In the “PT Resolution on the situation in Palestine and Israel” the party says which “supports, since the 1980s, the struggle of the Palestinian people for their national sovereignty, as well as the UN Resolution for the constitution of two National States, the State of Palestine and the State of Israel, guaranteeing the right to self-determination, sovereignty, autonomy and development conditions, with a viable economy for Palestine, seeking peaceful coexistence between the two peoples”.

It notes that “the PT has historically maintained party relations solely with the Palestine Liberation Organization (PLO), as well as with the Palestinian National Authority based in Ramallah” and “condemns, since its foundation, any and all acts of violence against civilians, wherever they come from. Therefore, we condemn the unacceptable attacks, murders and kidnapping of civilians, committed by both Hamas and the State of Israel, which is carrying out, at this very moment, a genocide against the population of Gaza, through a series of war crimes.”

The note calls for “an immediate ceasefire” and “compliance with UN resolutions, especially those that guarantee the existence of the State of Palestine and a peaceful relationship with Israel”, warning “against the risks of an escalation of the conflict”. He concludes by reiterating that “the world does not need more wars. The world needs peace” and “calls on its activists to participate in activities in defense of peace, in defense of the two-state solution (Palestine and Israel) and in defense of the rights of the Palestinian people to a peaceful life with national sovereignty”.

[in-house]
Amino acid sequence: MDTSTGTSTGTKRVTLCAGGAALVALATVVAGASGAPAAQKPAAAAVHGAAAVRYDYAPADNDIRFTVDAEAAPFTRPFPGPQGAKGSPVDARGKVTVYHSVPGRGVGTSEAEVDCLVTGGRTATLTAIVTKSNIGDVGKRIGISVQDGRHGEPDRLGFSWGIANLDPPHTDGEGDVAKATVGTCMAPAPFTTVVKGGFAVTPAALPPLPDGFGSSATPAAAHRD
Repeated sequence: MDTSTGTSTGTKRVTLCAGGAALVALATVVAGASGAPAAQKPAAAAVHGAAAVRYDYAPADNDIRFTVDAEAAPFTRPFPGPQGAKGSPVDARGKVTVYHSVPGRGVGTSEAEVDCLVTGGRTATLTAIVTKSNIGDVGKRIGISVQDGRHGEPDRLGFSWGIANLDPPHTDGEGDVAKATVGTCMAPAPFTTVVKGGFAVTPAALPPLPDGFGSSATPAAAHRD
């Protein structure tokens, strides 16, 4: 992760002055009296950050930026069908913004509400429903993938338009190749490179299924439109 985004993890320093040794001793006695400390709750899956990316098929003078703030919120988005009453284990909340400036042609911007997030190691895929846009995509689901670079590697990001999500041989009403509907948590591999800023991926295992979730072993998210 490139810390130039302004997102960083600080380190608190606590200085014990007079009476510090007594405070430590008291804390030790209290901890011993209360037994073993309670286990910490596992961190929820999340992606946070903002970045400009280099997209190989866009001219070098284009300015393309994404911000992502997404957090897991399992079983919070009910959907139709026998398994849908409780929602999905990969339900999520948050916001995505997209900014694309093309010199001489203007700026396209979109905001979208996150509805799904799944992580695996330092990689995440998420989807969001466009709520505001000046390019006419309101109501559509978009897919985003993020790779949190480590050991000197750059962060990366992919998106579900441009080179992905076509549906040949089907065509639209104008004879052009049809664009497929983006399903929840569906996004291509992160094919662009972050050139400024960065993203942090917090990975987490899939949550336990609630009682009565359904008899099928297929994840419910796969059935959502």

The characterization of what is happening in Gaza as “genocide”, and its denunciation, is not new, although it only received international repercussions after Lula's interview in Addis Ababa.

It is necessary to consider that, in October 2023, when the diplomatic friction with Israel began, Brazil was a rotating member and presided the Security Council of the United Nations (UN). Although the creation of Israel, as a contemporary national state, in the post-Second World War, on May 14, 1948, was the product of a UN resolution and, one year after Israel became the 59th member of the United Nations, the country has become notable for its disregard for complying with UN resolutions. This politically undermines the Israeli government before the international community.

Brazil's diplomatic friction with Israel worsened the following month. In November, Zonshine went to the Brazilian National Congress, where he met with Bolsonaro. The obvious provocation to the government was intended for Lula to summon him to give explanations and, ultimately, expel him, deepening diplomatic tension with Brazil, and instigating the country to take sides, to “enter the war”. The purpose was to disqualify the Brazilian position on the conflict, claiming that the country would be a “party” to the conflict. The objective of the maneuver was to induce the rupture of diplomatic relations with Israel and, with this, to equalize Brazil, diplomatically, in Latin America, with Bolívia, Honduras, Chile and Colombia, who broke with Israel. The provocation was neutralized and that maneuver failed.

But Israel's current far-right government is not giving up on its strategic objective of weakening Brazil's pro-peace position, distorting and altering the meaning of that position, as expressed by Israel Katz, its foreign minister and one of the main leaders of the current government of Israel. Not because of misinformation, but because it suits his government's purpose to distort the position of the Brazilian government, Israel Katz attributes to Lula something that the President of the Republic never said.